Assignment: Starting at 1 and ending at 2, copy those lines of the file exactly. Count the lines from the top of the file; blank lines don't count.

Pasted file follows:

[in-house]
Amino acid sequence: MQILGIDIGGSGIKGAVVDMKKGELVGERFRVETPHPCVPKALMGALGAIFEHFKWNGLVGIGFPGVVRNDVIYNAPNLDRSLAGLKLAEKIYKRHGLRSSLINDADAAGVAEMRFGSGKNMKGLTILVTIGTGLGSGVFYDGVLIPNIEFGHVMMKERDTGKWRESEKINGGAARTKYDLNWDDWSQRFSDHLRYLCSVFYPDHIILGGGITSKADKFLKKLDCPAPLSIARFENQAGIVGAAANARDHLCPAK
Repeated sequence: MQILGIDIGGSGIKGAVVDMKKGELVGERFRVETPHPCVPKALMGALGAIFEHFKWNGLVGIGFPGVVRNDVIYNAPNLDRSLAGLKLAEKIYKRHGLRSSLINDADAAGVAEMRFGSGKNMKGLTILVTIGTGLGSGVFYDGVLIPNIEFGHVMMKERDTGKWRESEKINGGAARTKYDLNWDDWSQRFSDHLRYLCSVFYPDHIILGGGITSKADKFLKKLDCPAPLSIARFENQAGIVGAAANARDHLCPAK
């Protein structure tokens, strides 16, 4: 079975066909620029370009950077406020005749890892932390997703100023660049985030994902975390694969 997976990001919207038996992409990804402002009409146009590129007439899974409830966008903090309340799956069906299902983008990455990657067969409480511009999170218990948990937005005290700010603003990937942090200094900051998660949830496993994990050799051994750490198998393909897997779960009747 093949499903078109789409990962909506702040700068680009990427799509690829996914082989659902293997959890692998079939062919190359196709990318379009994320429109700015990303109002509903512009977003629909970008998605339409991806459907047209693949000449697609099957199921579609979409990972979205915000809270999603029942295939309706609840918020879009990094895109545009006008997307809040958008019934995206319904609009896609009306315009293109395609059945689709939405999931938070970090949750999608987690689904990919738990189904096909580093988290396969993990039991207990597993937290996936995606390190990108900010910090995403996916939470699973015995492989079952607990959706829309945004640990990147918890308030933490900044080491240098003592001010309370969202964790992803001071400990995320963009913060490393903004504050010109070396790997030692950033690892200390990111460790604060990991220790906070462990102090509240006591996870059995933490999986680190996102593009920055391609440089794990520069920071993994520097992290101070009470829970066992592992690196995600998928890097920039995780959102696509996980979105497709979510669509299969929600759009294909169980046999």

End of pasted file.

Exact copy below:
[in-house]
Amino acid sequence: MQILGIDIGGSGIKGAVVDMKKGELVGERFRVETPHPCVPKALMGALGAIFEHFKWNGLVGIGFPGVVRNDVIYNAPNLDRSLAGLKLAEKIYKRHGLRSSLINDADAAGVAEMRFGSGKNMKGLTILVTIGTGLGSGVFYDGVLIPNIEFGHVMMKERDTGKWRESEKINGGAARTKYDLNWDDWSQRFSDHLRYLCSVFYPDHIILGGGITSKADKFLKKLDCPAPLSIARFENQAGIVGAAANARDHLCPAK